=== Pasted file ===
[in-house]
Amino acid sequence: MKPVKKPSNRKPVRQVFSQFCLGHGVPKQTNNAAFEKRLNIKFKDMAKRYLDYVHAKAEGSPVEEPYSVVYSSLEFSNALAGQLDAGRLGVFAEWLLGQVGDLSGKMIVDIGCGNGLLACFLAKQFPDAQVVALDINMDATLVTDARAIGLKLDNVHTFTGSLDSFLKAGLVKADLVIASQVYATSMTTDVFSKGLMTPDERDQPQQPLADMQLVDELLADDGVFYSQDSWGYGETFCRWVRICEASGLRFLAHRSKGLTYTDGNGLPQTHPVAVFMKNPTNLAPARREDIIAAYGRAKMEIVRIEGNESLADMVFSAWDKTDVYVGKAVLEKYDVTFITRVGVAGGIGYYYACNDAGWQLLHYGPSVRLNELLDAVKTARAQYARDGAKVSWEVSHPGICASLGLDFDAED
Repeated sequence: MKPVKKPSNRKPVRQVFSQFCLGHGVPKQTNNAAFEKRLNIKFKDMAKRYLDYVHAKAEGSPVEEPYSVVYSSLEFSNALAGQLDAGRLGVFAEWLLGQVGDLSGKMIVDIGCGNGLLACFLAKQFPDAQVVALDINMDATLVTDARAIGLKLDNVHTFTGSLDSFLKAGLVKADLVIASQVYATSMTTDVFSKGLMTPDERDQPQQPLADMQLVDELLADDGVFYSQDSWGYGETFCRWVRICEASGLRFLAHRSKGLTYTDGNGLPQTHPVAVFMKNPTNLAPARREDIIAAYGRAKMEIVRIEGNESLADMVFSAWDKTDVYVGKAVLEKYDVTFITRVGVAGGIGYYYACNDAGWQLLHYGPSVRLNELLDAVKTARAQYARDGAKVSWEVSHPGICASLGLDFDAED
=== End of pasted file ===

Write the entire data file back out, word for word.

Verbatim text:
[in-house]
Amino acid sequence: MKPVKKPSNRKPVRQVFSQFCLGHGVPKQTNNAAFEKRLNIKFKDMAKRYLDYVHAKAEGSPVEEPYSVVYSSLEFSNALAGQLDAGRLGVFAEWLLGQVGDLSGKMIVDIGCGNGLLACFLAKQFPDAQVVALDINMDATLVTDARAIGLKLDNVHTFTGSLDSFLKAGLVKADLVIASQVYATSMTTDVFSKGLMTPDERDQPQQPLADMQLVDELLADDGVFYSQDSWGYGETFCRWVRICEASGLRFLAHRSKGLTYTDGNGLPQTHPVAVFMKNPTNLAPARREDIIAAYGRAKMEIVRIEGNESLADMVFSAWDKTDVYVGKAVLEKYDVTFITRVGVAGGIGYYYACNDAGWQLLHYGPSVRLNELLDAVKTARAQYARDGAKVSWEVSHPGICASLGLDFDAED
Repeated sequence: MKPVKKPSNRKPVRQVFSQFCLGHGVPKQTNNAAFEKRLNIKFKDMAKRYLDYVHAKAEGSPVEEPYSVVYSSLEFSNALAGQLDAGRLGVFAEWLLGQVGDLSGKMIVDIGCGNGLLACFLAKQFPDAQVVALDINMDATLVTDARAIGLKLDNVHTFTGSLDSFLKAGLVKADLVIASQVYATSMTTDVFSKGLMTPDERDQPQQPLADMQLVDELLADDGVFYSQDSWGYGETFCRWVRICEASGLRFLAHRSKGLTYTDGNGLPQTHPVAVFMKNPTNLAPARREDIIAAYGRAKMEIVRIEGNESLADMVFSAWDKTDVYVGKAVLEKYDVTFITRVGVAGGIGYYYACNDAGWQLLHYGPSVRLNELLDAVKTARAQYARDGAKVSWEVSHPGICASLGLDFDAED